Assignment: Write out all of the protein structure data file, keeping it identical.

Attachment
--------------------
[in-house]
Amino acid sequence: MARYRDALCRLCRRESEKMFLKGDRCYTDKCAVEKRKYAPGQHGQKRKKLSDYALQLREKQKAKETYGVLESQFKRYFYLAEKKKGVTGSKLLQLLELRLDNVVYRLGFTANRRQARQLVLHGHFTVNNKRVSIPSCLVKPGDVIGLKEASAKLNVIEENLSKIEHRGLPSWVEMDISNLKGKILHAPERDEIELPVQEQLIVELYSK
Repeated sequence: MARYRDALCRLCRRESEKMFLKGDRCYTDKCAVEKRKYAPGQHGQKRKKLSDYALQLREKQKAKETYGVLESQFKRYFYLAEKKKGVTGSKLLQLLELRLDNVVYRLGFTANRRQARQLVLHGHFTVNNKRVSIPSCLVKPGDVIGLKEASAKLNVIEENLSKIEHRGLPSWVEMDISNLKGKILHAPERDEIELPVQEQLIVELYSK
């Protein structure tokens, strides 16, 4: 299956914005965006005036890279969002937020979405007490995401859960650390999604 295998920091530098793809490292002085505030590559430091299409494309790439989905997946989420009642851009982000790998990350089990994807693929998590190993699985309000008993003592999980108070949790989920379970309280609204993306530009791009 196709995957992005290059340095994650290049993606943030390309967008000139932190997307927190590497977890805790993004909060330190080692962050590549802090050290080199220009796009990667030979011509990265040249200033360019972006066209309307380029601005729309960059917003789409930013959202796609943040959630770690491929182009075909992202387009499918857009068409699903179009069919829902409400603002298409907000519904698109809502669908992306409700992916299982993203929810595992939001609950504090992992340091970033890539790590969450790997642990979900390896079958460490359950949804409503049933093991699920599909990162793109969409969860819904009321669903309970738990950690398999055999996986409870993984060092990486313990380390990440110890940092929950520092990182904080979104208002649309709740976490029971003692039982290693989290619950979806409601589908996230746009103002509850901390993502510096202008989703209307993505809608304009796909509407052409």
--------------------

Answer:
[in-house]
Amino acid sequence: MARYRDALCRLCRRESEKMFLKGDRCYTDKCAVEKRKYAPGQHGQKRKKLSDYALQLREKQKAKETYGVLESQFKRYFYLAEKKKGVTGSKLLQLLELRLDNVVYRLGFTANRRQARQLVLHGHFTVNNKRVSIPSCLVKPGDVIGLKEASAKLNVIEENLSKIEHRGLPSWVEMDISNLKGKILHAPERDEIELPVQEQLIVELYSK
Repeated sequence: MARYRDALCRLCRRESEKMFLKGDRCYTDKCAVEKRKYAPGQHGQKRKKLSDYALQLREKQKAKETYGVLESQFKRYFYLAEKKKGVTGSKLLQLLELRLDNVVYRLGFTANRRQARQLVLHGHFTVNNKRVSIPSCLVKPGDVIGLKEASAKLNVIEENLSKIEHRGLPSWVEMDISNLKGKILHAPERDEIELPVQEQLIVELYSK
């Protein structure tokens, strides 16, 4: 299956914005965006005036890279969002937020979405007490995401859960650390999604 295998920091530098793809490292002085505030590559430091299409494309790439989905997946989420009642851009982000790998990350089990994807693929998590190993699985309000008993003592999980108070949790989920379970309280609204993306530009791009 196709995957992005290059340095994650290049993606943030390309967008000139932190997307927190590497977890805790993004909060330190080692962050590549802090050290080199220009796009990667030979011509990265040249200033360019972006066209309307380029601005729309960059917003789409930013959202796609943040959630770690491929182009075909992202387009499918857009068409699903179009069919829902409400603002298409907000519904698109809502669908992306409700992916299982993203929810595992939001609950504090992992340091970033890539790590969450790997642990979900390896079958460490359950949804409503049933093991699920599909990162793109969409969860819904009321669903309970738990950690398999055999996986409870993984060092990486313990380390990440110890940092929950520092990182904080979104208002649309709740976490029971003692039982290693989290619950979806409601589908996230746009103002509850901390993502510096202008989703209307993505809608304009796909509407052409």